My analysis did not permit any attribution of the whole to a Latin Christian author, but I can only surmise that this is the reason that no other Voynich researcher adopted and properly credited that detailed study – the first ever done, and the first certain proof that the folio did, in fact, represent a map as some had speculated or surmised. Several attempts to imitate the method followed, all without exception attempting to ‘counter’ my conclusions and offer some ‘alternative’ interpretation of the folio: and with only one exception, all tried to find some way to make it interpretable as a Latin European map of the Mediterranean.
The exception was Marco Ponzi, who simply adopted my interpretation of the South roundel, without any explanation, or any reference to the fact that the only reason that amorphous form can be identified as referring to the ‘Great Sea’ (as Majid called it) is by reason of my having first oriented the map correctly, identified the symbol used for ‘south’ and explained in considerable detail the sections to either side of it.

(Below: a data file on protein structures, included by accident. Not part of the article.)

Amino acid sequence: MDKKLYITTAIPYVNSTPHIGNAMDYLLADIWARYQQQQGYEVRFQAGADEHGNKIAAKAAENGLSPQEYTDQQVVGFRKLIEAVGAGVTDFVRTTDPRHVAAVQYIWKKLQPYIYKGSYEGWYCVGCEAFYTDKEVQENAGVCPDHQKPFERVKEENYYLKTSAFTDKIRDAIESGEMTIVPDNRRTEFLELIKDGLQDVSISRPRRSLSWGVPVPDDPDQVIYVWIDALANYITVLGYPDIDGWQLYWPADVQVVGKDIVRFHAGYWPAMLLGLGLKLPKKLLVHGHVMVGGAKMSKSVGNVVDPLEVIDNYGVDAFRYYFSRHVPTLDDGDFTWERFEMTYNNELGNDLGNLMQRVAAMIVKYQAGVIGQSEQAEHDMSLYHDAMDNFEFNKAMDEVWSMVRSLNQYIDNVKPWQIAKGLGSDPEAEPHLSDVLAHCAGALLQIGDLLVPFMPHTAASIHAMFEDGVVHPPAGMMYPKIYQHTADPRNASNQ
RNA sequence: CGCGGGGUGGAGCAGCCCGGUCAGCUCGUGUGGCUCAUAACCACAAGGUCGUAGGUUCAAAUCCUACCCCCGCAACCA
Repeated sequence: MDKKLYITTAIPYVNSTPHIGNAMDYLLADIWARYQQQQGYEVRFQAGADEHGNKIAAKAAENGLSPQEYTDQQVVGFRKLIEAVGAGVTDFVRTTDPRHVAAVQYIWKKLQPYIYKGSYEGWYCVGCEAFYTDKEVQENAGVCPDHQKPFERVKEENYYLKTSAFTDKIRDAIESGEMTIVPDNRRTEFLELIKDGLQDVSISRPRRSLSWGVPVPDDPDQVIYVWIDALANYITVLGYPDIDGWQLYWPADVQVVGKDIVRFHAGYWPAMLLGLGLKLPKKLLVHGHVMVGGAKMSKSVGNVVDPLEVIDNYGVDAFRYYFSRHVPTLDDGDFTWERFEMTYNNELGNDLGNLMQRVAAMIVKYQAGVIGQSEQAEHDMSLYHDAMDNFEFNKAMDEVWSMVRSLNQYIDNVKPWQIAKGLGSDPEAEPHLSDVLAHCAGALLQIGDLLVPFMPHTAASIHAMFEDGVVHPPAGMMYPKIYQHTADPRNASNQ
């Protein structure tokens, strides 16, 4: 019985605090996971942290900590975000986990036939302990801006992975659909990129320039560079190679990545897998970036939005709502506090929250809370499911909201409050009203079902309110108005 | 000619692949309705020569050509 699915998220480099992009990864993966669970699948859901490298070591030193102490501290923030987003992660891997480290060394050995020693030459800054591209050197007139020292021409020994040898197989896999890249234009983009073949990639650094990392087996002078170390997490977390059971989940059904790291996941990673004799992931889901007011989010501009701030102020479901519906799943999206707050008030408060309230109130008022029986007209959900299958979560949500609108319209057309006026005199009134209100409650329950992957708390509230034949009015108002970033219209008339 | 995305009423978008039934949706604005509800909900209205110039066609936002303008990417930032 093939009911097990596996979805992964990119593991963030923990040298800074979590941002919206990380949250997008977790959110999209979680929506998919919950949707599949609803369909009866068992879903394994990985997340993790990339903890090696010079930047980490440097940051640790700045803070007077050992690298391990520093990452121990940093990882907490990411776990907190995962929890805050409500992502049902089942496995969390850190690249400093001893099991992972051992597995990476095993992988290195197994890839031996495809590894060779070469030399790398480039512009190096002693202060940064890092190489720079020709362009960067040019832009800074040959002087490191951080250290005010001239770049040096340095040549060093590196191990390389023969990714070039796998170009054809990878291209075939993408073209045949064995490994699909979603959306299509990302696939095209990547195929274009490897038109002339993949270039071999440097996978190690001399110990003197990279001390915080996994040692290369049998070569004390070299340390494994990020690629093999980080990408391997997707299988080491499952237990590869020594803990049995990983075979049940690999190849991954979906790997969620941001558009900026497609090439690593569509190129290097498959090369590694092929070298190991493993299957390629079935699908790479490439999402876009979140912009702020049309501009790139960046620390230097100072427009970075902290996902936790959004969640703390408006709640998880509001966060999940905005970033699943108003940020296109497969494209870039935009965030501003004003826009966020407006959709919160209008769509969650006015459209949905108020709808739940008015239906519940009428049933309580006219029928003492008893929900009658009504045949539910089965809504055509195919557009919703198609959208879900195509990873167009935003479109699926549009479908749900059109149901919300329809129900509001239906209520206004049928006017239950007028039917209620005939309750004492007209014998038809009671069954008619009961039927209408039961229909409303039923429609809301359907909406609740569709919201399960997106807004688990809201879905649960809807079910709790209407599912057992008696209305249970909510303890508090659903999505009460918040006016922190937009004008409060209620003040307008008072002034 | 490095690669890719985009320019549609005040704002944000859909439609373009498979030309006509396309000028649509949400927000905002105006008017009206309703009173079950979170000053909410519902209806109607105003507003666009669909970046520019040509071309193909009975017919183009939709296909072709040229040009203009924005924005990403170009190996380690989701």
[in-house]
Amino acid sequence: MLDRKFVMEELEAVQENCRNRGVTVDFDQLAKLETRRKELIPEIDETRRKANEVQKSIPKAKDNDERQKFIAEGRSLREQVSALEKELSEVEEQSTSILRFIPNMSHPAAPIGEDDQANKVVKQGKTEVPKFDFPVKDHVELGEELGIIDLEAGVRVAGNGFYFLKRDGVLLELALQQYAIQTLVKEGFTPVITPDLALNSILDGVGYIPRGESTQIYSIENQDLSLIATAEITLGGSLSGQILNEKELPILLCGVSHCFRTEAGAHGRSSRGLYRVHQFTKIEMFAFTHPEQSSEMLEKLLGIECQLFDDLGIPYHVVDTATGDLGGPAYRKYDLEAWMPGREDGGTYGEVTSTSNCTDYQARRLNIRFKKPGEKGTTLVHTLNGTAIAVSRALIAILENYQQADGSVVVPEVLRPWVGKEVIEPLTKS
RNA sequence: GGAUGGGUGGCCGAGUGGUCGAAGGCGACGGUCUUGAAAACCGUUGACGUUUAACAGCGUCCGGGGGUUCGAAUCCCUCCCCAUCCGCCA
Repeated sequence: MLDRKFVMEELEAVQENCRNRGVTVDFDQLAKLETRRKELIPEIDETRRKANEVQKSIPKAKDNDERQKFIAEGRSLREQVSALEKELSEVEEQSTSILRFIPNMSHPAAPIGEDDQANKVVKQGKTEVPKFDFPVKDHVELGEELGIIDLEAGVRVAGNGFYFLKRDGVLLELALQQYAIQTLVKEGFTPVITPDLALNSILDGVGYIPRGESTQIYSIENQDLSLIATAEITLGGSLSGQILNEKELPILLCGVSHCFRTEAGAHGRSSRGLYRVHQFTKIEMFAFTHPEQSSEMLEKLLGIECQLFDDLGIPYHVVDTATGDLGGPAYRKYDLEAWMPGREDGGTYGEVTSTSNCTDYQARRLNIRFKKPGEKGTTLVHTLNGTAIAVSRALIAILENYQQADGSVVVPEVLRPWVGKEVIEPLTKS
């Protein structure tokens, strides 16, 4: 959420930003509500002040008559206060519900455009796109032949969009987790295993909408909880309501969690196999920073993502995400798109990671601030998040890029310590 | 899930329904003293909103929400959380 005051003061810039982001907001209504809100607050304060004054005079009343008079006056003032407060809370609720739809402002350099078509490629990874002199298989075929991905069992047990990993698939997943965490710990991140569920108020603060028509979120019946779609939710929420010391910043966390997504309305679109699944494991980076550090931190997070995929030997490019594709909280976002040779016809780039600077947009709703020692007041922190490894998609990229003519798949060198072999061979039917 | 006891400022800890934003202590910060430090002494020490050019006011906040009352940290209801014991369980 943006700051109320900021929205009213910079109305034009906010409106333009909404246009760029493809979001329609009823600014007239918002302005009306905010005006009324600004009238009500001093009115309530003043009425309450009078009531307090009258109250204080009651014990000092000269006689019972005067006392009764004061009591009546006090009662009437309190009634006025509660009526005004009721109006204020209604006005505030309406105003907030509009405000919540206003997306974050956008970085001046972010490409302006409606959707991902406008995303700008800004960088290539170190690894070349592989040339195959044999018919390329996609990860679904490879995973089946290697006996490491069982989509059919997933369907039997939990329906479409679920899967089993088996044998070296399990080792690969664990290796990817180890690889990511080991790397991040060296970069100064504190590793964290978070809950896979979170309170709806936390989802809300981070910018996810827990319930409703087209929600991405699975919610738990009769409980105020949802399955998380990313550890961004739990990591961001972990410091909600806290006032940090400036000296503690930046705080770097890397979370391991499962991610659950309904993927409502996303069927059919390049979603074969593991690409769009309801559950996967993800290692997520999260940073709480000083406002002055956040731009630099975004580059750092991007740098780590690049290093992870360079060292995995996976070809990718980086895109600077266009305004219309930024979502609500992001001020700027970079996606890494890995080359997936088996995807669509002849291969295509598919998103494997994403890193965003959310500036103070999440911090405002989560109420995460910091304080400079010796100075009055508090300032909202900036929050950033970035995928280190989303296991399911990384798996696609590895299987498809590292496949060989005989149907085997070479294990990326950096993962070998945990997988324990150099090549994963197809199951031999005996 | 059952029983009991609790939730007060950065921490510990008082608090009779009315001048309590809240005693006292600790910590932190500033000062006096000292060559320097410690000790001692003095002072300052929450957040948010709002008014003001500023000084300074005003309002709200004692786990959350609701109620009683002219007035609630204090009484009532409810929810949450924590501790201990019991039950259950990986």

Such re-use, which some might term mis-use, or appropriation, is endemic in this study, and the reason that I have not published the full analysis here of the central section or the West roundel.
It seems to me that these later efforts – or at least those which have taken up original identifications and/or descriptions from my work before distorting or re-assigning them – have rather less to do with an intention to translate for modern readers the original makers’ intentions than they have to a desire to be believed: to have some ‘inspired guess’ become the standard opinion, regardless of whether or not it bears any demonstrable connection to the folio and its diagrams.
The latest effort has been produced as a ‘final draft’ paper by Juergen Wastl and his wife, Juergen having announced their excitement about the ‘possibility’ *(sic) that the folio might be a map, in a comment made in 2014(!) to that same post at ciphermysteries.